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U.S. Economy: Trade Deficit Narrows, Unemployment Claims Drop

A shipping container is lifted at the Port of South Louisiana in Reserve, Louisiana. Photographer: Patrick Semansky/Bloomberg
A shipping container is lifted at the Port of South Louisiana in Reserve, Louisiana. Photographer: Patrick Semansky/Bloomberg

Sept. 9 (Bloomberg) -- The U.S. trade deficit narrowed more than forecast in July and filings for jobless benefits plunged last week, tempering concern the world’s largest economy is slipping back into a recession.

The trade gap shrank 14 percent, the most since February 2009, to $42.8 billion, the Commerce Department said today in Washington. The deficit was less than the lowest forecast in a Bloomberg News survey of economists. New applications for unemployment insurance fell by 27,000 to 451,000, the lowest since July 9, according to the Labor Department.

Stocks climbed and Treasury securities fell as the reports underscored the Federal Reserve’s view that while the economy has cooled, it will avoid contraction. U.S. exports rose to a two-year high, a source of strength for manufacturing, which has been a mainstay for the recovery.

“While the data haven’t exactly been robust, they’ve certainly been healthy enough to suggest that we’re not on the cusp of a double dip,” or a renewed recession, said Stephen Stanley, chief economist at Pierpont Securities LLC in Stamford, Connecticut. “We’re not firing on all cylinders anymore, but manufacturing is definitely still growing.”

Morgan Stanley economists David Greenlaw and Ted Wieseman raised their forecast for third-quarter economic growth to 2.4 percent from 2.1 percent after the trade figures.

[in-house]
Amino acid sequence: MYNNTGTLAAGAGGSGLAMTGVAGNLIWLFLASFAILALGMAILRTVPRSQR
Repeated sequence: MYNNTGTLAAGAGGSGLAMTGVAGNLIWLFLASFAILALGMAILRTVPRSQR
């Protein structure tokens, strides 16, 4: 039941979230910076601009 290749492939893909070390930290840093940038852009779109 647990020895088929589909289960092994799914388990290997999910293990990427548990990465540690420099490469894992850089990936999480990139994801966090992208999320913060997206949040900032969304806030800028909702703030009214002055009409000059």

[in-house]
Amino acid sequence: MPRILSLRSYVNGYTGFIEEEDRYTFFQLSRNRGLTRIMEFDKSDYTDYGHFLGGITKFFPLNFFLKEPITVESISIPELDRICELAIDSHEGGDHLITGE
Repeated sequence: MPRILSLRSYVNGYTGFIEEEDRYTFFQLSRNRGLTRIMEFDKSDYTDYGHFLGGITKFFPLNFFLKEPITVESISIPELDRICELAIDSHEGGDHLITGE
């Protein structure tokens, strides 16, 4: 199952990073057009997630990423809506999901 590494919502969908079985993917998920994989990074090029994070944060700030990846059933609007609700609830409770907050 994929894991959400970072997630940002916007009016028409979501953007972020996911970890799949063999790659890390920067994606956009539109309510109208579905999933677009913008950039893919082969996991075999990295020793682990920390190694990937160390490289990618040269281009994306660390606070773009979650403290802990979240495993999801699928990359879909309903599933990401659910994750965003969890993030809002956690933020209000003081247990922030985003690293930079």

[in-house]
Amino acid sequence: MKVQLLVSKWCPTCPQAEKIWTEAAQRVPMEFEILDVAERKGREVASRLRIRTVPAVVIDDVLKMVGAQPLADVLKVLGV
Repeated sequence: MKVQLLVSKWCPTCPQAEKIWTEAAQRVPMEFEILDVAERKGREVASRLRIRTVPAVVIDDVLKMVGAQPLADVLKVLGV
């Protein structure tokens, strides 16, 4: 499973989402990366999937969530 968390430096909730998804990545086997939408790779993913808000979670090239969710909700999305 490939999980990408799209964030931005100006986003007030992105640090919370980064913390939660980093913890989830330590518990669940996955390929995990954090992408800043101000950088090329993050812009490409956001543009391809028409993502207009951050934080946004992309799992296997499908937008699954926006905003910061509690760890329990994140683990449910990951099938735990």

Economists’ Forecasts

Overseas shipments increased 1.8 percent to $153.3 billion, the highest since August 2008, while purchases from abroad declined 2.1 percent. Economists projected a deficit of $47 billion, according to the median of 73 estimates in the Bloomberg survey. Forecasts ranged from $43 billion to $52 billion.

The Standard & Poor’s 500 Index gained 0.9 percent to 1,108.73 at 11:26 a.m. in New York. The yield on the 10-year Treasury note rose to 2.73 percent from 2.66 percent late yesterday.

Initial jobless claims were forecast to decline to 470,000, and projections ranged from 460,000 to 482,000, according to the Bloomberg survey.

Nine states didn’t file claims data with the Labor Department in Washington because of the Labor Day holiday, a department official told reporters as the figures were released. California and Virginia estimated their claims, and the U.S. government estimated the other seven.

‘Modestly Encouraging’

“The report is modestly encouraging as claims have reversed the sharp uptick observed in previous weeks, but the Labor Day holiday means we need to see the revisions next week before coming to any firmer conclusions,” Michael Gapen, a senior U.S. economist at Barclays Capital, said in a note to clients.

The four-week average, a less volatile measure than the weekly figures, declined to 477,750 last week from 487,000.